PROJECT 2921                                                     Page 2

Santa Fe Steam Engine 2921

In February, 1995, I got wind of a possible candidate for our museum. This was the beginning of what was to become “Project 2921” - An odyssey in rail preservation!

I had received a phone call from a friend in the San Bernardino Railroad Historical Society, that operates Ex Santa Fe 4-8-4 #3751, telling me that he had heard, that the city of Modesto was interested in the disposing of ex-Santa Fe 4-8-4 #2921. The 2921 had resided in Modesto's Beard Brook Park since July, 1960. It was widely known that this magnificent locomotive has not weathered the long years very well and was in desperate need of some stabilizing work and asbestos abatement. The rumor had us believing that 2921 might be available for the asking, so I decided to follow up on it to see if it was true.

I began inquiring about 2921 through the city of Modesto and began researching her past. This massive steam engine has been sitting in the Park for 36 years and the ravages of time have taken their toll. The jacketing on 2921 was very badly rusted out in places and much of the asbestos was exposed to the weather and the public. There were many areas where lead based paint was peeling off and the city was very concerned that these liabilities would be a constant source of complaints in this tort minded society of ours. Additionally, the locomotive posed a maintenance nightmare for the city parks department. The city wanted to resolve these problems and then possibly make the locomotive available to an interested organization that would offer the engine the best possible future at the least cost to the city. They do not want to see her go to anything but a bright future, something better than what they are able to do themselves.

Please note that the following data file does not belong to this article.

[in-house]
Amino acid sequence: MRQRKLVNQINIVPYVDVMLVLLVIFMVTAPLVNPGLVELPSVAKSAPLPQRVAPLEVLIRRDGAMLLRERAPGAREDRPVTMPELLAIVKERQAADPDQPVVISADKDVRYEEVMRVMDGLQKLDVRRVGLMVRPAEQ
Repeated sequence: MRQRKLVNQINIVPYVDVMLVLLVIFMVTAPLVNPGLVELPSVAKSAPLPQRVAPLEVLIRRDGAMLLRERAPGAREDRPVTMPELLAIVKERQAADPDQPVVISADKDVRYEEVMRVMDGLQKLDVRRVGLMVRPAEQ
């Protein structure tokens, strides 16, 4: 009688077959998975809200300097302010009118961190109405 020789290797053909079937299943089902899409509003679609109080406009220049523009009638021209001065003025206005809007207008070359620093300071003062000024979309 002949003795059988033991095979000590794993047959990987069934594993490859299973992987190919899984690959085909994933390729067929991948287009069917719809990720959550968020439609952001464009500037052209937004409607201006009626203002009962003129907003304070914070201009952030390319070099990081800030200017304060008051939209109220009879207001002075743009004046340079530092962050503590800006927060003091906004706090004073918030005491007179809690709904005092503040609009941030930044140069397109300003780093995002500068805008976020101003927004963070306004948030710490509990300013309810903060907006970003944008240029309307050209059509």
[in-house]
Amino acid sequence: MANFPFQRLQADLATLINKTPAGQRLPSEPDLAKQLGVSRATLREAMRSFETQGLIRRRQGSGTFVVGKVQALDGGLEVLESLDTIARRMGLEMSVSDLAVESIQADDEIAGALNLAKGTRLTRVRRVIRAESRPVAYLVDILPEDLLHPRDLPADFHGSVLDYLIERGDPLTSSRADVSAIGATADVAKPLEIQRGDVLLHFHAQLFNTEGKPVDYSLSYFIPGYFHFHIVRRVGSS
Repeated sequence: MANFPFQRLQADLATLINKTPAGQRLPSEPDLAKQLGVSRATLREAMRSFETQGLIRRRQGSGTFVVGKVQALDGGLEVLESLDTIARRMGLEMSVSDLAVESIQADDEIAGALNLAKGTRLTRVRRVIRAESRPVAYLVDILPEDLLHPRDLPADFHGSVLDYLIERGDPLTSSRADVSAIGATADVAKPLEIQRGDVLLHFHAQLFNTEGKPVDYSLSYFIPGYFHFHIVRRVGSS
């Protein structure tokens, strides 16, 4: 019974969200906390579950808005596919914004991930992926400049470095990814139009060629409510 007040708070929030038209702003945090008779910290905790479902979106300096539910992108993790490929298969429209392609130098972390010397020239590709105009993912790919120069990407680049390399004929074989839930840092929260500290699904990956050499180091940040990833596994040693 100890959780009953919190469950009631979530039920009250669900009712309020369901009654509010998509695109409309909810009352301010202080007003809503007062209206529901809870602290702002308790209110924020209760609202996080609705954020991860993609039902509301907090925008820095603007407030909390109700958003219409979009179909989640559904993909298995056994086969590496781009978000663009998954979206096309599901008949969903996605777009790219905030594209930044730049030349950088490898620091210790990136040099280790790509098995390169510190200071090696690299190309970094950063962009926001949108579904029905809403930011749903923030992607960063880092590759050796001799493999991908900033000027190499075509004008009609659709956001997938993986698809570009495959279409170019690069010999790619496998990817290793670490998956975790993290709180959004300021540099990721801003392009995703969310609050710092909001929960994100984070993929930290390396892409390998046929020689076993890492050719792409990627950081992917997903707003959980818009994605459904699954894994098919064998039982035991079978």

It was apparent that we would have to gain permission from the city to asses the engines condition and rolling ability before any decision could be made to mount an effort to acquire the locomotive for any purpose. Consequently, Bill Palmer, SBRHS Mechanical Officer, and I began asking society volunteers if they would be interested in getting involved and put together a team of volunteers to help us with what would turn out to be a monumental task.



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